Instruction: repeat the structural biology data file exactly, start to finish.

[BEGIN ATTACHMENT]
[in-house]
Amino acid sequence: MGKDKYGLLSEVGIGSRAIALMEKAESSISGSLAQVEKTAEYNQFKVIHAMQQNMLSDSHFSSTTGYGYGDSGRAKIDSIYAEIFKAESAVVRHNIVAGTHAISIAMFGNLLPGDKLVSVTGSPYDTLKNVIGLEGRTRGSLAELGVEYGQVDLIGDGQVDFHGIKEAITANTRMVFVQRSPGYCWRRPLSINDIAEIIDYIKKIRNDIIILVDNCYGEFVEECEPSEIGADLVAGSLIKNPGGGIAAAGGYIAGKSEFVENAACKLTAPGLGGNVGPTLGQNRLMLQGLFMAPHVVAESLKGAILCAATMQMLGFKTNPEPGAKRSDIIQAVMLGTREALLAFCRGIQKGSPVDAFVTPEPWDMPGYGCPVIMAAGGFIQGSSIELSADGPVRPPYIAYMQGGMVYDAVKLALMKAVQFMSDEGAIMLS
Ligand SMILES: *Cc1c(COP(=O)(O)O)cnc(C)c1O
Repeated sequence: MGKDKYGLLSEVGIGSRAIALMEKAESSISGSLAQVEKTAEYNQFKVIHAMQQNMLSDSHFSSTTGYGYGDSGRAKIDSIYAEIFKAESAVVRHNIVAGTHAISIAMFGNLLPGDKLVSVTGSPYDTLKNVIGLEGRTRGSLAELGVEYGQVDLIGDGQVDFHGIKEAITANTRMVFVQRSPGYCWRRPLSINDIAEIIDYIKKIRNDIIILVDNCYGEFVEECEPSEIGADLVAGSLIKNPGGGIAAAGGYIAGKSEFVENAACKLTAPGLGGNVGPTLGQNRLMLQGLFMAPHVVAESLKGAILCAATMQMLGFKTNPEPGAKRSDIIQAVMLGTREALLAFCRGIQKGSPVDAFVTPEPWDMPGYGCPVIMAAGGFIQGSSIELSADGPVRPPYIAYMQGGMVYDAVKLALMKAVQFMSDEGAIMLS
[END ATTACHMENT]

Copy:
[in-house]
Amino acid sequence: MGKDKYGLLSEVGIGSRAIALMEKAESSISGSLAQVEKTAEYNQFKVIHAMQQNMLSDSHFSSTTGYGYGDSGRAKIDSIYAEIFKAESAVVRHNIVAGTHAISIAMFGNLLPGDKLVSVTGSPYDTLKNVIGLEGRTRGSLAELGVEYGQVDLIGDGQVDFHGIKEAITANTRMVFVQRSPGYCWRRPLSINDIAEIIDYIKKIRNDIIILVDNCYGEFVEECEPSEIGADLVAGSLIKNPGGGIAAAGGYIAGKSEFVENAACKLTAPGLGGNVGPTLGQNRLMLQGLFMAPHVVAESLKGAILCAATMQMLGFKTNPEPGAKRSDIIQAVMLGTREALLAFCRGIQKGSPVDAFVTPEPWDMPGYGCPVIMAAGGFIQGSSIELSADGPVRPPYIAYMQGGMVYDAVKLALMKAVQFMSDEGAIMLS
Ligand SMILES: *Cc1c(COP(=O)(O)O)cnc(C)c1O
Repeated sequence: MGKDKYGLLSEVGIGSRAIALMEKAESSISGSLAQVEKTAEYNQFKVIHAMQQNMLSDSHFSSTTGYGYGDSGRAKIDSIYAEIFKAESAVVRHNIVAGTHAISIAMFGNLLPGDKLVSVTGSPYDTLKNVIGLEGRTRGSLAELGVEYGQVDLIGDGQVDFHGIKEAITANTRMVFVQRSPGYCWRRPLSINDIAEIIDYIKKIRNDIIILVDNCYGEFVEECEPSEIGADLVAGSLIKNPGGGIAAAGGYIAGKSEFVENAACKLTAPGLGGNVGPTLGQNRLMLQGLFMAPHVVAESLKGAILCAATMQMLGFKTNPEPGAKRSDIIQAVMLGTREALLAFCRGIQKGSPVDAFVTPEPWDMPGYGCPVIMAAGGFIQGSSIELSADGPVRPPYIAYMQGGMVYDAVKLALMKAVQFMSDEGAIMLS